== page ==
Sponsorship, Europe, Global

After 18 years at Adidas, Robin McCammon wants to turn Excel Esports into a top entertainment brand

Adidas’ former director of global marketing discusses making the jump into esports and his plans for evolution at Excel.

by Ed Dixon
After 18 years at Adidas, Robin McCammon wants to turn Excel Esports into a top entertainment brand

Boasting more than two decades of brand-building experience, it is a fair assumption to make that Robin McCammon has probably seen it all. But there is a marked excitement to Excel Esports’ new chief commercial officer as he chats to SportsPro about his new role.

McCammon had just ended his 18-year tenure at Adidas, most recently as director of global sports marketing, to link up with the UK-based esports organisation, joining a growing list of high-profile industry figures moving from traditional sports into a competitive gaming hotseat.

With esports sector growth showing no signs of abating, gamers and executives alike now have the chance to blaze a trail as they embrace the unknown and establish a foothold in an area that embraces innovation seamlessly.

For McCammon (pictured right), the move comes as Excel inked a major partnership deal with telecommunications giant BT, further highlighting competitive gaming’s growing commercial appeal for big brands. With expansion a priority for Excel, the stage looks set for its next chapter.

To uncover more, McCammon spoke to SportsPro about his switch and what lies ahead for Excel and the wider industry.

Why did you decide to join Excel?

When you’re given a blank canvas to work with alongside an extremely ambitious, dynamic executive team it’s almost a dream job to come into. Of course, you also can’t ignore that it sits in esports, which any common sense marketer should be keeping an eye on at all times. Having spoken to Kieran and Joel [Holmes-Darby, the brothers who founded and run Excel] and the backers, and seeing the vision and the plans we’re already putting in place, it became clear that we were a good fit for each other.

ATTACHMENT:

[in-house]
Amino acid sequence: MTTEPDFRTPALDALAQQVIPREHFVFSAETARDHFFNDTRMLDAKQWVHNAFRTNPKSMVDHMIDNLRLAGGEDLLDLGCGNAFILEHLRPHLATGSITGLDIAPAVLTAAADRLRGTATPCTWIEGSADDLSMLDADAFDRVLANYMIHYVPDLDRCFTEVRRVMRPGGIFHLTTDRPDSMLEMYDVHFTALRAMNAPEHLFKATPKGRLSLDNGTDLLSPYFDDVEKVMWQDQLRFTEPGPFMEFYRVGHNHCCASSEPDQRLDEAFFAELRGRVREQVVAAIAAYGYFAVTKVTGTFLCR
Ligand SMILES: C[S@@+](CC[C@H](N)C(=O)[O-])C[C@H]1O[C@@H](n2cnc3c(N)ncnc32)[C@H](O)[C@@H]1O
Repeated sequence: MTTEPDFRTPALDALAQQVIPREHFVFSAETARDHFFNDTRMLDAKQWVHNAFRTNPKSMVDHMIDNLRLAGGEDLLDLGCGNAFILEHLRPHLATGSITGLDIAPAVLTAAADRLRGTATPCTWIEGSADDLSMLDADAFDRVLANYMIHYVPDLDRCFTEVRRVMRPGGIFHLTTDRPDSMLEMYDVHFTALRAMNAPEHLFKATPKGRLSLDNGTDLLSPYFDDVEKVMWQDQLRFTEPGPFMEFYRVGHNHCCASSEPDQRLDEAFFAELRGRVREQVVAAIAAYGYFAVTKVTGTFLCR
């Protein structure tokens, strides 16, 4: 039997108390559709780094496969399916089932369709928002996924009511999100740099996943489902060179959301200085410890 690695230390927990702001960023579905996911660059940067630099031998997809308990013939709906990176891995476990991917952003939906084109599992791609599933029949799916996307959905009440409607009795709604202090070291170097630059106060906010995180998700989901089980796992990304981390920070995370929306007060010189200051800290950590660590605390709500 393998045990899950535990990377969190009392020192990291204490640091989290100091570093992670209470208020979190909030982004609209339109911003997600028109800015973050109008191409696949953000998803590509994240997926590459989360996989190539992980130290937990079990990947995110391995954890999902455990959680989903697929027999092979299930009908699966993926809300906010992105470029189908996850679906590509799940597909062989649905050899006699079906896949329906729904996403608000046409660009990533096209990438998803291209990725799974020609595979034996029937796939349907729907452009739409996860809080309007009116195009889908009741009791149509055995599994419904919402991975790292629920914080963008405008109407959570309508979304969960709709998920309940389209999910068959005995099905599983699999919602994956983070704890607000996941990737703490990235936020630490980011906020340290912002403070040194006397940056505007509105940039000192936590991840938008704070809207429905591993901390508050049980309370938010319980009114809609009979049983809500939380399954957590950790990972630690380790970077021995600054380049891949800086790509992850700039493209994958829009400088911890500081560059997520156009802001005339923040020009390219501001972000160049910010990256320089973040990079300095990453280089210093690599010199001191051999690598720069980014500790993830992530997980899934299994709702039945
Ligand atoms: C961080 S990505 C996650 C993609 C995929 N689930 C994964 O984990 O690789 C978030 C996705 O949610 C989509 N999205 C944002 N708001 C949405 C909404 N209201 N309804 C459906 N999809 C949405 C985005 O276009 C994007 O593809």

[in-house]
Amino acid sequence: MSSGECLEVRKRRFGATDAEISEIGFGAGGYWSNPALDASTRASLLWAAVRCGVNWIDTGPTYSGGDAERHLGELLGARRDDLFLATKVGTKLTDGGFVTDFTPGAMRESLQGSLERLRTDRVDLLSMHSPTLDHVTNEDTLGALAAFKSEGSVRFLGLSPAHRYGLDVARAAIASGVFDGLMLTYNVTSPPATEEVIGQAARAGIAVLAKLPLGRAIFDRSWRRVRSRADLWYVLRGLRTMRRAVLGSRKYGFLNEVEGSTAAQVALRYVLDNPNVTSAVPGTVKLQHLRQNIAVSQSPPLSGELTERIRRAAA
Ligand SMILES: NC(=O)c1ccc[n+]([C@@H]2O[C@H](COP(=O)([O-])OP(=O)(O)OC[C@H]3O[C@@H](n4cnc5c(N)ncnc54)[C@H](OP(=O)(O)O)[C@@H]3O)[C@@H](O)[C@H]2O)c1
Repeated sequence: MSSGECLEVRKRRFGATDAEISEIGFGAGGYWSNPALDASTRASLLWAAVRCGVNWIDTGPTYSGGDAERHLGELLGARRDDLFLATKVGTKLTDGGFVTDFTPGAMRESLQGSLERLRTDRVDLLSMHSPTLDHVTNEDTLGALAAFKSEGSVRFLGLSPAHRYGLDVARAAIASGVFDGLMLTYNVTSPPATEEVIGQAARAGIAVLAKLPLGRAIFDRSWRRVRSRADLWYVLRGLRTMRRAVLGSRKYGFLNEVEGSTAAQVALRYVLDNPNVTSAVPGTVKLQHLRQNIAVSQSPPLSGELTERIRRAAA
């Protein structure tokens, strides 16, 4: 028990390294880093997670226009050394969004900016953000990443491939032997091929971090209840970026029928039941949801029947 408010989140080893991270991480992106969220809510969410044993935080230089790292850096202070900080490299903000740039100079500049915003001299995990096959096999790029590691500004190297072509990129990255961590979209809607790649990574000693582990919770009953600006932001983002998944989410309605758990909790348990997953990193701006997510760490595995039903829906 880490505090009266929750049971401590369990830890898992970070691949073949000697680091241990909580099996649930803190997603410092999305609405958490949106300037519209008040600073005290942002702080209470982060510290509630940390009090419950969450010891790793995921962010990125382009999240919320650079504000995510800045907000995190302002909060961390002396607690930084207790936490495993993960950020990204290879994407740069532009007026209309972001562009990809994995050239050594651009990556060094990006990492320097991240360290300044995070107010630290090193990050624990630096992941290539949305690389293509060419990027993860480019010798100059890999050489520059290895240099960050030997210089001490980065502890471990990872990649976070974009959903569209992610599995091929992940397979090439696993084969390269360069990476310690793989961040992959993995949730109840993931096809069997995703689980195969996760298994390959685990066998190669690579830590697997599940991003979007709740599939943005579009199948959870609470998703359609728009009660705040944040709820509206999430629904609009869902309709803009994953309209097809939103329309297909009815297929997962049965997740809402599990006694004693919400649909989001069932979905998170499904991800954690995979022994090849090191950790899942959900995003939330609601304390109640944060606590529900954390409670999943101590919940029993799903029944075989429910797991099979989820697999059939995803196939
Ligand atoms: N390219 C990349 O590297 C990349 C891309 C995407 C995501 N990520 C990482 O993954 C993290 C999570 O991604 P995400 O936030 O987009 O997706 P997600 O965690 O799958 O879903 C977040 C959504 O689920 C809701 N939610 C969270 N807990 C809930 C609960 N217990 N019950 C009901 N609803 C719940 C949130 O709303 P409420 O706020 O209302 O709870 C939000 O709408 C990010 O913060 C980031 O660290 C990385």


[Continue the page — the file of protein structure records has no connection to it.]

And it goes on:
Aside from getting set up on the IT system, what will be your initial focus? 

To build partnerships and market Excel as a disruptive organisation that is the boldest British esports brand. Yes, we’ve got some great neighbours in London but we want to set the bedrock for the future and explore titles that we’d like to engage in beyond League of Legends.

The other area is the professional gaming side, which has made some big strides in the offseason. We’ve signed clear targets in terms of performance and coaching, as well as solid additions to the squad. There’s a lot of growth foreseen and it’s really kicking off nicely.

Where do you expect your biggest challenges to be?

Within the industry as a whole, I think it has overcome the biggest hurdle of all which is educating those that are potentially coming in that can make changes and add strengths to esports. They are taking notice and I think that it’s amazing as I scratch the surface of esports how structured and organised everything already is. This is maybe the awful stereotype or cliché coming in from the cold a little bit but you don’t take as much notice of the new kid on the block as you should.

I don’t see the challenges per say as being very problematic, I think it’s more about education to the wider world and the non-endemic brands that we’re speaking to. BT is a fantastic example of this. Whilst they are in the digital sphere they have a very different catchment and consumer community that we want to be speaking to as well. There’s really good opportunity.

Of course, there are topics that aren’t just present in esports that are problematic but you hear about these all the time, such as online bullying and so forth, which you have to be aware of. But we foster a very healthy mindset within Excel and you see that in the work that we do with our community. From a gaming point of view, we are very respectful and disciplined in regards to behavior and suchlike. So there are common threads that’ll you’ll read about in the industry but when you’re actually inside it then it’s quite different to what the general perception is.

Excel has teamed up with BT, which sees the telecoms giant become their exclusive lead partner

Do you anticipate more non-endemic brands getting involved with esports teams?

The feeling is there that a lot more of the traditional sports partners and marketing heads are taking a look at this major opportunity. And why wouldn’t you? You’re talking to a young but very savvy, very loyal and authentic catchment group so without doubt it’s an opportunity for those non-endemic brands.